My official job description is “Primary English Teacher,” so it’s about time I wrote about teaching English!
When I was applying to jobs and fellowships in Africa, I knew that I would likely be teaching English because of my experience at the UCLA Writing Center. I felt weird about this. On the one hand, it was a job I felt like I had the skills and experience to do well. On the other hand, teaching English abroad can have some uncomfortable implications. It’s a colonial language, for one thing, and you could argue that teaching English is a neo-colonial project. There’s also a voluntourism trend of unqualified Americans who aren’t sensitive to issues of development getting English teaching jobs.
In Lesotho specifically, I do think English teachers have the opportunity to do a lot of good. Schools here are “English medium” beginning in Grade 4, meaning that all subjects are supposed to be taught in English. So a student with weak English skills probably also struggles in their other classes due to the language barrier. In addition, students sit national exams at the end of primary school that determine whether they’ll be accepted to high schools, and without strong English, they cannot possibly perform well on these exams and lose the chance to continue their education. Because of Lesotho’s position inside South Africa, most well paying jobs (both in Lesotho and South Africa) require strong English.
So, although it may be problematic that the system in Lesotho puts so much emphasis on English over the local language, the reality is that students who aren’t proficient in English lose opportunities for education and employment. And honestly, many Basotho teachers don’t have the English proficiency themselves to teach it well. That means that good English teachers are extremely valuable here.
So, how do I try to be a good English teacher?
I have to make my plans based on the Lesotho Ministry of Education and Training (MOET) syllabus and teachers’ guides. I teach grades 6 and 7, and in total, I teach 17 English classes a week.
These resources are okay, but they’re also relatively sparse. I use other English-teacher books to remind myself of grammar concepts I’m not sure about. My main goal in lesson-planning is to think of ways to make lessons fun, student-centered, and useful for learners with different learning styles. I do this with a lot of games, teaching aids, art projects, and stickers (Basotho kids love stickers). We have a WhatsApp group for English teachers where volunteers ask questions and share ideas, which is helpful.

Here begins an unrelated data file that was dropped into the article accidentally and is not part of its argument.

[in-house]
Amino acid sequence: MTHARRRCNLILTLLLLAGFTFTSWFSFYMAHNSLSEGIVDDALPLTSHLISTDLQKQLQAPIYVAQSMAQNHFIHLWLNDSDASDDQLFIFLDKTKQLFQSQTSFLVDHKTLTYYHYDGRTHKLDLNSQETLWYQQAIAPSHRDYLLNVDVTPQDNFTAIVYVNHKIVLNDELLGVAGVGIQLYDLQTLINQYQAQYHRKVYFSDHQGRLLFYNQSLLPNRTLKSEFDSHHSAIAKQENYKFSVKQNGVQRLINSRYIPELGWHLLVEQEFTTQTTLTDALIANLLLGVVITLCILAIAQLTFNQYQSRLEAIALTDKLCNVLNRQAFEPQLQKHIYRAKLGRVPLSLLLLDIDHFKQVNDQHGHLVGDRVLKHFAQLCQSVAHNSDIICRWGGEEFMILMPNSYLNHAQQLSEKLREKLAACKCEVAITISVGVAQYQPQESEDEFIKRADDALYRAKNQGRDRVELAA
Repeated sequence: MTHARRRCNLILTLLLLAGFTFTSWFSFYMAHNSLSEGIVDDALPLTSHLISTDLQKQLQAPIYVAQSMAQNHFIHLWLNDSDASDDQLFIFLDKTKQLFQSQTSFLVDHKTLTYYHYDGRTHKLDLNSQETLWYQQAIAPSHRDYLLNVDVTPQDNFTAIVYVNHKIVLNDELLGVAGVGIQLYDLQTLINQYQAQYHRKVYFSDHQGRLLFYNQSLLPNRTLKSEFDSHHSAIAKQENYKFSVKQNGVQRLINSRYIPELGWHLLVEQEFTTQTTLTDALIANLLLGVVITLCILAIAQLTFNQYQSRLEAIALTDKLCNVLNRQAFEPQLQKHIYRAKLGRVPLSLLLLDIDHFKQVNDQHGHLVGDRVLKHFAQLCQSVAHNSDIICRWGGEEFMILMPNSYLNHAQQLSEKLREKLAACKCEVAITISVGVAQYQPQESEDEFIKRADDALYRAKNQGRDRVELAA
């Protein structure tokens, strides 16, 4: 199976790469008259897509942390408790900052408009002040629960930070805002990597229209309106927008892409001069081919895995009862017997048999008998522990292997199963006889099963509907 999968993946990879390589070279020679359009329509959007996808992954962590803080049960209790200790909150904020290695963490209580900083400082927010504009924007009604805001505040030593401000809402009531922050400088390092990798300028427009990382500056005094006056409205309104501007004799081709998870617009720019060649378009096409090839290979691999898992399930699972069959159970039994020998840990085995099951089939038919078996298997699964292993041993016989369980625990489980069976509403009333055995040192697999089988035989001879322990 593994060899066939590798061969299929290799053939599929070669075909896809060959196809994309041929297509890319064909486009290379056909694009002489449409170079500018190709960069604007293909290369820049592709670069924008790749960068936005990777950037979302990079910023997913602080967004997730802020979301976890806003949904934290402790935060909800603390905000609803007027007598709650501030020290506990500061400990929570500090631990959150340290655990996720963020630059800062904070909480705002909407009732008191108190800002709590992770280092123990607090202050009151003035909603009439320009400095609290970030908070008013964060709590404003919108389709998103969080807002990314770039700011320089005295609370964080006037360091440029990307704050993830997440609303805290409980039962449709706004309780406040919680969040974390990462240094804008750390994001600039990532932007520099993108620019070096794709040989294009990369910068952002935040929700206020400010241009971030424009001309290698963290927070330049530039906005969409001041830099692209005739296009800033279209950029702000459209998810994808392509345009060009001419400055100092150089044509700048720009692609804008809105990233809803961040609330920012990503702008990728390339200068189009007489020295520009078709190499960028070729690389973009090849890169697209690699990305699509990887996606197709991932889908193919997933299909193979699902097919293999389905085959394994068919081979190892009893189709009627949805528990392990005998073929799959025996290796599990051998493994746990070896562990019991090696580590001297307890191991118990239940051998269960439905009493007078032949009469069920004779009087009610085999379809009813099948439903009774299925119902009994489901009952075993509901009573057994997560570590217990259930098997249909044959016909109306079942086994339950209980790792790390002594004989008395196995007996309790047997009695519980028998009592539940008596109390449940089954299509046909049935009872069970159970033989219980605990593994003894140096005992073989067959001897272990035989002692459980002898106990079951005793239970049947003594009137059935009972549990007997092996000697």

It’s important to note that I’m not just a teacher – I’m a co-teacher! I don’t just swap places with the Basotho classroom teachers when the time for English class rolls around. Instead, I teach alongside them. Co-teaching is sustainable because it’s an organic way to integrate training of teachers into our work; it allows Basotho and volunteers to share teaching methods and styles. I have a different rhythm with each of the two teachers I work with, but generally I act as the main teacher and they help with Sesotho translation when needed or work one-on-one with students who need extra help.
There are definitely challenges associated with teaching here. My school has very few resources, so I often make teaching aids out of scraps of paper. Also, many of my students have had interrupted schooling or are generally behind the syllabus. This means that I have to backtrack before teaching a given topic to ensure they understand it; for example, before teaching a specific verb tense, I might have to spend several classes reviewing parts of speech in general. Even the students with decent English struggle to understand my American accent, but this has improved significantly over time (and I make sure to speak very slowly). Of course, I’m also not a certified teacher. There’s so much I don’t know about teaching, but I’m learning on the job and asking lots of questions as I go.